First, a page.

Pain, discomfort or numbness of the testicles or scrotum with or without swelling.
A change in the feeling of the testicles or weight in the scrotum.
Or testicular cancer can make testicles become larger or smaller.
Testicular pain is usually a term that describes severe discomfort.
Sudden testicular pain can be caused by a potentially serious condition called testicular torsion.
Sometimes pain in the testicles has nothing to do with the testicles, but it is caused by something called pain.
Slight injuries such as a direct kick or impact can cause severe pain.
Testicular pain (testicular pain) is pain that comes from one or both testicles.
In this case, pain in the testicles may be felt, but in fact it comes from a different place (this is referred to as indicated pain).
Men often ignore testicular pain and hope they just disappear.
Testicular pain can start in the scrotum and spread to the stomach.
Over time, severe, sudden or blunt pain may appear.
Testicular pain may appear and disappear, or it may last for a long time.
Testicular pain can be caused by infections, injuries, hernia, kidney stones, or sexually transmitted infections (STIs).
Kidney stones Kidney stones usually cause stomach ache, but in some cases they radiate to the testicles.
Strong, sudden and severe scrotal pain, which cannot be explained by a problem in the scrotum, can be caused by kidney stones.
Swelling with mild discomfort Conditions that cause swelling around the scrotum can sometimes lead to mild discomfort.
An un erect, non-erect erection that doesn’t lead to ejaculation can sometimes lead to dull testicular pain.
Ignoring pain can lead to irreversible damage to the testicles and scrotum.
Often, testicular problems cause stomach or groin pain before testicular pain occurs.
Your doctor should also check for unexplained stomach or groin pain.
Symptoms include sudden, severe pain in the groin and testicles with nausea and vomiting, followed by spontaneous resolution of symptoms, even without treatment.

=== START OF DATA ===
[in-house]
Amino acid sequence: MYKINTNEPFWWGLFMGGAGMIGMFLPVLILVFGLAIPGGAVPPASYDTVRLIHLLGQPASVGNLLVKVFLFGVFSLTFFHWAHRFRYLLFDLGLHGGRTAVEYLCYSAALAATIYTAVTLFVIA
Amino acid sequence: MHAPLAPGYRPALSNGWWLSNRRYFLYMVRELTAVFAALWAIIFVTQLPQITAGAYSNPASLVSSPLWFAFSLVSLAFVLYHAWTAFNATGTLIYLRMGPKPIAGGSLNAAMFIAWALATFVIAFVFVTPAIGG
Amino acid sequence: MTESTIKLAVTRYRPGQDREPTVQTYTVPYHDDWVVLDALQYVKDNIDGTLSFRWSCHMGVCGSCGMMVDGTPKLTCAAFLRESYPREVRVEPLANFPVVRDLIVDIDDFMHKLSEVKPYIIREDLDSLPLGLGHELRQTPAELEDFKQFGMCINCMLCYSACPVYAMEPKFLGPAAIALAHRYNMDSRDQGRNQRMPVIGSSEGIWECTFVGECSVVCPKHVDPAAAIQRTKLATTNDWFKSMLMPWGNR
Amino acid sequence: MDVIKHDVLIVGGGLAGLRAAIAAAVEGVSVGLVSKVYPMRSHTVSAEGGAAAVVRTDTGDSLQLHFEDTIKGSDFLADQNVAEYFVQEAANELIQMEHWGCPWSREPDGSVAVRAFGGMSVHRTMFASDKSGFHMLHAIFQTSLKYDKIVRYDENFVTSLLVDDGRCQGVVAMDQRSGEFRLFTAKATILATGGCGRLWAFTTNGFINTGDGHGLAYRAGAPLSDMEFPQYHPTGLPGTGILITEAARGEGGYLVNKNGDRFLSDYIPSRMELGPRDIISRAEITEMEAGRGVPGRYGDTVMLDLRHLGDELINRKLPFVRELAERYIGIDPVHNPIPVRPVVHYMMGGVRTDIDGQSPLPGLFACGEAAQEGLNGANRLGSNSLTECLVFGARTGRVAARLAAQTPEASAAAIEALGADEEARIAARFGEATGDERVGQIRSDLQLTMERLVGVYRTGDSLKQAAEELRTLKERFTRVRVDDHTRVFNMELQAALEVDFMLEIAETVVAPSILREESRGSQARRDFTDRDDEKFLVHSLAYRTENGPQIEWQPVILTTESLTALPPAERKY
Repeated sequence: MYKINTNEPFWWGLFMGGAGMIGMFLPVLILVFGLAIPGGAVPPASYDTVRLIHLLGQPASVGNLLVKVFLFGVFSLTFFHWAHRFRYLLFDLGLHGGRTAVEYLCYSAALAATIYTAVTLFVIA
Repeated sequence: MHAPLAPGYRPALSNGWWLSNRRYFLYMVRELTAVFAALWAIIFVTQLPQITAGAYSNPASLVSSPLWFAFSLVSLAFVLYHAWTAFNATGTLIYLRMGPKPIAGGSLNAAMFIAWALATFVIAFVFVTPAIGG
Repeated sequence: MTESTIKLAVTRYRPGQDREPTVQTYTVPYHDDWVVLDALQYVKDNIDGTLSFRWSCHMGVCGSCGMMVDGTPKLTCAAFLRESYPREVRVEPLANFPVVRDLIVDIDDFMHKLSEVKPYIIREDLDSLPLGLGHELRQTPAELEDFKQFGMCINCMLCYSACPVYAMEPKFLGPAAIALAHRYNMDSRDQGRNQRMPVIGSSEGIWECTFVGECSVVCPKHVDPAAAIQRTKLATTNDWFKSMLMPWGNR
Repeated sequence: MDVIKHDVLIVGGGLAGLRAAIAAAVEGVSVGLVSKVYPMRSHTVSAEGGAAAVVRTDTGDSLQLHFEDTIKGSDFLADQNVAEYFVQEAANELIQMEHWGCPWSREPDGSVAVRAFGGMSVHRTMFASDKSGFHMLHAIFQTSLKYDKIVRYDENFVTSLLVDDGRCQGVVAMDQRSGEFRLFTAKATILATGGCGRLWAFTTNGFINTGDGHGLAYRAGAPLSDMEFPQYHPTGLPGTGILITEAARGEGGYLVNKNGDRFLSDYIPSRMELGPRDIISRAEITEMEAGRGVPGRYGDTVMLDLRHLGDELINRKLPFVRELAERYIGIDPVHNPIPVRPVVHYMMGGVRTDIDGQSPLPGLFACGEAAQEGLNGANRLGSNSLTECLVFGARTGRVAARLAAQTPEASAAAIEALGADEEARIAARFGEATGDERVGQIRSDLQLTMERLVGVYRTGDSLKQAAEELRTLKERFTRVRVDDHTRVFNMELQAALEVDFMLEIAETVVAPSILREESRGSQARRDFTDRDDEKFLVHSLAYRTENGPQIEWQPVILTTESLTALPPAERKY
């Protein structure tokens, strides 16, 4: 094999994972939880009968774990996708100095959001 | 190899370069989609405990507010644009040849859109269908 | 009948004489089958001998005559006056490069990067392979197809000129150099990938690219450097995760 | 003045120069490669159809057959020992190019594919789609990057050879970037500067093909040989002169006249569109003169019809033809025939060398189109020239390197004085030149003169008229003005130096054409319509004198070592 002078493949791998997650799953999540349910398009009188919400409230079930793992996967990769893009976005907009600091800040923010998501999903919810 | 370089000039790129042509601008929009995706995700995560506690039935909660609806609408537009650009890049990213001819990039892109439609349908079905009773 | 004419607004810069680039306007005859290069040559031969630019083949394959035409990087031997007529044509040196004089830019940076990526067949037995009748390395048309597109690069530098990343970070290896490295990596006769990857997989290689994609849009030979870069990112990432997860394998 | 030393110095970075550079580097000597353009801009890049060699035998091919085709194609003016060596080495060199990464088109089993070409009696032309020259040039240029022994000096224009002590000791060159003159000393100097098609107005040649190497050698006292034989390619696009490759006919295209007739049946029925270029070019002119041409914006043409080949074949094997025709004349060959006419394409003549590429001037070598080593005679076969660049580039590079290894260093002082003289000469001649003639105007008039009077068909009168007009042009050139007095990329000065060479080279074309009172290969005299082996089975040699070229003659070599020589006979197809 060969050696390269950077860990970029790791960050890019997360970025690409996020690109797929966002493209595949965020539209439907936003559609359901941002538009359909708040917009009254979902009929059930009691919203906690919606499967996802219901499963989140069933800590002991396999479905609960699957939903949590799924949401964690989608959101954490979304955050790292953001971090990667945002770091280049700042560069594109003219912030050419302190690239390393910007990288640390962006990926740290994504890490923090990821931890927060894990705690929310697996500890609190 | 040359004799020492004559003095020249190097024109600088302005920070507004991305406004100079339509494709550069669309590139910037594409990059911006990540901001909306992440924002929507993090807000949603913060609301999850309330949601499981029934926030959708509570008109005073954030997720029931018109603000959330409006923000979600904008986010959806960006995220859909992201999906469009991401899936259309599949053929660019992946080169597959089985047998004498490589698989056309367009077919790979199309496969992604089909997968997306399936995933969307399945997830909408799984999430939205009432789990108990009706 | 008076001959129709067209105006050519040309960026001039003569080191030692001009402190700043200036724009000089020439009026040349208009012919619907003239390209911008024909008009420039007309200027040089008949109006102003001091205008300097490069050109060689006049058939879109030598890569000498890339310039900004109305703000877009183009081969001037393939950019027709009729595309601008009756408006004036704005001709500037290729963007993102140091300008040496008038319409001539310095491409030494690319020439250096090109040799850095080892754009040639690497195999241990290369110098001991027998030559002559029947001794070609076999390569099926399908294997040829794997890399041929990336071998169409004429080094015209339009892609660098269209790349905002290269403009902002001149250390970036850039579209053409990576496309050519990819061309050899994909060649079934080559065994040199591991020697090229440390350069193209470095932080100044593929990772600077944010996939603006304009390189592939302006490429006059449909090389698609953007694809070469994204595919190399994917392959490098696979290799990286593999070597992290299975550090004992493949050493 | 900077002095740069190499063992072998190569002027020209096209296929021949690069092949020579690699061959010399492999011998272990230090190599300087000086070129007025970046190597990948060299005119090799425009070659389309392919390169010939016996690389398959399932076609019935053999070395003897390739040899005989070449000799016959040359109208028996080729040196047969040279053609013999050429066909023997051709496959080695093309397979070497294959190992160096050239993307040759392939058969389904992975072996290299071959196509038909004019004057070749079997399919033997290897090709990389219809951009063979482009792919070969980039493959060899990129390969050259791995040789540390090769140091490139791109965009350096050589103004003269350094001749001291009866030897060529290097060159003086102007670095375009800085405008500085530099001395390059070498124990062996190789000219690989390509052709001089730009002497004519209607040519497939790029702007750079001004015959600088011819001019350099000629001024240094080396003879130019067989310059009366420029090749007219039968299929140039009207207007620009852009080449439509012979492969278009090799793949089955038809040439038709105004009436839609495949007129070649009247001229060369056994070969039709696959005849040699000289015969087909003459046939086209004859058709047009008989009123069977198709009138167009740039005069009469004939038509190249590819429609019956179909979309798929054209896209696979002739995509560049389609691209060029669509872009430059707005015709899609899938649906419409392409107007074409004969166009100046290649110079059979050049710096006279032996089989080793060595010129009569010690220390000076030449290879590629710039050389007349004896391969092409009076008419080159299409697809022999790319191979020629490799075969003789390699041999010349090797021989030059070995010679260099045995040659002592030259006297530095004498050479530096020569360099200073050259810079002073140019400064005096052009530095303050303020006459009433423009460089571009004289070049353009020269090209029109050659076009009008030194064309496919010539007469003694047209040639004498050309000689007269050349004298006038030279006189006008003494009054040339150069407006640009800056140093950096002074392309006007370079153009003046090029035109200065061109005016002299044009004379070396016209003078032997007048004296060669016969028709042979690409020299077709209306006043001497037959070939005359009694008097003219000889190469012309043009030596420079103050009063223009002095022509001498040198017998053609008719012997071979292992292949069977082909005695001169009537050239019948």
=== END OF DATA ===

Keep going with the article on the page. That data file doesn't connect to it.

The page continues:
Finally, testicular torsion can lead to circulation loss followed by tissue death and testicular loss.
Treatment includes an emergency procedure in which the spermatic cord is relaxed and the testicle is anchored to the right place in the scrotum.
Reduced blood flow causes sudden and often severe pain and swelling.
If the blood supply is interrupted for too long, the testicles will be permanently damaged.
Symptoms of torsion of the testicles include acute or intermittent testicular pain, scrotal edema and scrotal redness.
In epididymitis, the epididymis is inflamed, which is located towards the posterior part of the testicle.
It is most often caused by a bacterial infection, but can also be caused by a virus.
Symptoms usually include testicular swelling and unilateral pain which is initially boring but may become more intense or sharper.
In some cases it can also be a sign of a testicular tumor, so you should always check with your doctor.
Antibiotics usually treat it or your GP may need dehydration.
Scrotal hernia: a place where a piece of the intestine hangs from the abdomen into the ball bag.
Often in older men, but sometimes in younger men.
His answers may not apply in individual cases and should be included in the general context.
Enlarged prostate is an almost unavoidable consequence of old age and almost always causes urinary tract symptoms such as poor flow, drainage difficulties and even leakage.
I suggest that you ask your family doctor for another opinion from the same urologist, and then discuss with him whether the problem may be chronic prostatitis.
If so, there are medications that could alleviate this and this is never the case with surgery.
Irritable bowel syndrome: Ibs is a common bowel disorder that causes painful cramps, abdominal pain, changes in bowel movements and sometimes testicular pain.
Urinary tract infections: Urinary tract infections (UTIs) are rare in men but occur.
Infection can occur anywhere along the urinary tract, including the urethra (the tube in the penis from which urine comes out), the bladder, and kidneys.
The risk is higher for men who have urinary incontinence or prostate problems, are not circumcised or have sex with a partner who has a urinary tract infection.
The most common symptoms are painful or frequent urination, abdominal pressure, unpleasant urine odor, and sometimes testicular pain.
Testicular injuries can cause stomach and lower back sensations called pain.
Recurring pain can be reversed when kidney, intestinal and bladder problems can cause testicular pain.
The seminal plexus that connects the testicles to the spine also connects to the nerves in the kidneys, intestines and bladder.
Hernias occur when the tissue pushes through a weak part of the abdominal muscles.
Inguinal hernia is a type of hernia that can push into the scrotum and cause pain and swelling of the testicles.
Doctors may be able to reduce or reverse the hernia.